In DeSain’s (Prometheus Ignored, 2012) latest novel, a corrupt sheriff facing re-election tracks a serial killer in a rural California county where mysterious forces hold sway.
Sheriff Gus has never had to do much to hold his place as the county’s top law enforcement officer. The local party bosses have always told him whom to investigate and when to turn a blind eye, and his compliance has earned him a career’s worth of unopposed elections. But times have changed: The old bosses are all dead or bankrupt, and a recent influx of left-leaning refugees from Los Angeles has given rise to Gus’ first-ever political opponent—a gym-toned, camera-ready young family man named Lance Daniels. Gus’ defeat seems certain until a beautiful young woman is found dead in a local cattle pasture, providing the aging sheriff with a rare chance to prove his mettle through some good old-fashioned police work. But when a second body turns up, Gus must decide to either follow the thread of truth through a dangerous maze of corrupt interests or settle for the kind of easy answers the local press can spin into election-night victory. DeSain does know a thing or two about crime writing, although the prose sometimes lacks literary style. He sets Gus’ odyssey in a convincingly multilayered social milieu populated by a slew of likely suspects, including a dissolute Hollywood producer, a drug cartel kingpin and a shadowy Julian Assange–inspired Internet activist obsessed with ushering in an age of “total information awareness.” Unfortunately, the real villain here is the novel’s penchant for broad social satire, which falls flat under a too-heavy hand and drags the novel down every time it starts picking up speed. The reflexive lampooning of the Internet age robs the novel’s climax of any punch it might have had. At its best, however, the novel succeeds as a charmingly suspenseful study of a corrupt cop who surprises himself by turning out to be pretty good at his job.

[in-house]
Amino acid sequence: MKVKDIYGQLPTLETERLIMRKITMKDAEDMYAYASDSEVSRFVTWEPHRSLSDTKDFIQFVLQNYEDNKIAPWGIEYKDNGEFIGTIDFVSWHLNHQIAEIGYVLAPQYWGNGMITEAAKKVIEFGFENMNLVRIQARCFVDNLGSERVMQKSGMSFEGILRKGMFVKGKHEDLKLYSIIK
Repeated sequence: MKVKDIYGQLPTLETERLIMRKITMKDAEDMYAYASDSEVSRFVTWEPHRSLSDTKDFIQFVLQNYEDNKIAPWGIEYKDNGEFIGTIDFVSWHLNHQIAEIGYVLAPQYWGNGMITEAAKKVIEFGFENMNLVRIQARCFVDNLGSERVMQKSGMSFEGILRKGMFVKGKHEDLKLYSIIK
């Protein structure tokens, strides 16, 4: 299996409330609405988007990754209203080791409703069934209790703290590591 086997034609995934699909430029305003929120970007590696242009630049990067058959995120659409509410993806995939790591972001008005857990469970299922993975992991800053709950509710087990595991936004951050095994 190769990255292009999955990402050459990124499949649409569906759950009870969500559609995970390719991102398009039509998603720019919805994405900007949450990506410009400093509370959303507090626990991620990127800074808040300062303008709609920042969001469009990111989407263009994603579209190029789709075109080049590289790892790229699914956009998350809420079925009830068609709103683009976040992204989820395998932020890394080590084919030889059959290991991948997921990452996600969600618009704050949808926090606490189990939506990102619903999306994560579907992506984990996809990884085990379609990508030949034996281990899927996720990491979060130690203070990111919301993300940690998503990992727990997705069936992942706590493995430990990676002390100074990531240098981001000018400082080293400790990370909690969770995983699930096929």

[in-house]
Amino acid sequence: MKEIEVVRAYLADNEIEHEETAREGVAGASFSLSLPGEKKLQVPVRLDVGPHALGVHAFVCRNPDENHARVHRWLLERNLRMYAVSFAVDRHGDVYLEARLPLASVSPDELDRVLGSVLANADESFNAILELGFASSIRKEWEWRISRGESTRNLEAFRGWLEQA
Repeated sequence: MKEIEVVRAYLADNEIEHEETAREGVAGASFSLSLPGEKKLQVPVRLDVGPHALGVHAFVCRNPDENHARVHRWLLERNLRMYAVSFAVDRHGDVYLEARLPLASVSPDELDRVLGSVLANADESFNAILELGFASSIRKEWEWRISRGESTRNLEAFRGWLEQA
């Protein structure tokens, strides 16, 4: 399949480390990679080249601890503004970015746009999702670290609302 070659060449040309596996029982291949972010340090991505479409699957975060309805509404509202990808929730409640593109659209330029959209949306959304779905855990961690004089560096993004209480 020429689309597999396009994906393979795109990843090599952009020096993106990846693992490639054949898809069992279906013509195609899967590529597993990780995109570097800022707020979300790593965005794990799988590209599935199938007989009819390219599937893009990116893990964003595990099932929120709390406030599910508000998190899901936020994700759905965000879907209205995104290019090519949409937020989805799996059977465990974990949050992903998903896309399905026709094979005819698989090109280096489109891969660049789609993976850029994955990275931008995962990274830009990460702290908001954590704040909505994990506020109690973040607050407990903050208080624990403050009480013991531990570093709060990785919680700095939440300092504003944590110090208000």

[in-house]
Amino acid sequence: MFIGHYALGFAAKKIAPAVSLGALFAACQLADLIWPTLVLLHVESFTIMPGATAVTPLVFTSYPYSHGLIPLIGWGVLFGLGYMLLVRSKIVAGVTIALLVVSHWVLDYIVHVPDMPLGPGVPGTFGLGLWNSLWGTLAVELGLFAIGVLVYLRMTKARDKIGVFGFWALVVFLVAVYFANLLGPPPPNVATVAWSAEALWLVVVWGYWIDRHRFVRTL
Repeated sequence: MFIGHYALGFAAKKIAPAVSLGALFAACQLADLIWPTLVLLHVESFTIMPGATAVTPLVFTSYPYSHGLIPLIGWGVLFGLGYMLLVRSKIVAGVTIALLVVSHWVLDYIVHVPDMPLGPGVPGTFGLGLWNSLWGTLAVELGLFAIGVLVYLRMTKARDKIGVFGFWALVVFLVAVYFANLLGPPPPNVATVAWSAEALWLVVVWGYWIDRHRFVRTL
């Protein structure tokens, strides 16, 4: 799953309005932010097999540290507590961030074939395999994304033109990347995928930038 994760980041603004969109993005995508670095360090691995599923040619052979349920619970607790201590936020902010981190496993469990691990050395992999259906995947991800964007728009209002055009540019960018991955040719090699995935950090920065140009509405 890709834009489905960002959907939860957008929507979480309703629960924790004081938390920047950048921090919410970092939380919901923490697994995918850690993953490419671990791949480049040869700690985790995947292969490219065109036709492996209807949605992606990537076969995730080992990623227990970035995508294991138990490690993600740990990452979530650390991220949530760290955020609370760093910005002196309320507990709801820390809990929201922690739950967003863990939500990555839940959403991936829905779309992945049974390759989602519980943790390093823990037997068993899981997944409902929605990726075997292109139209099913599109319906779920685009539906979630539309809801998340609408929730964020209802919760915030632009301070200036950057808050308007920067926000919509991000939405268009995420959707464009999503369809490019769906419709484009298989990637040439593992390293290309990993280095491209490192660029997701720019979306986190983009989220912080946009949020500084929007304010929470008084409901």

A promisingly complex detective story too often sidelined by editorializing.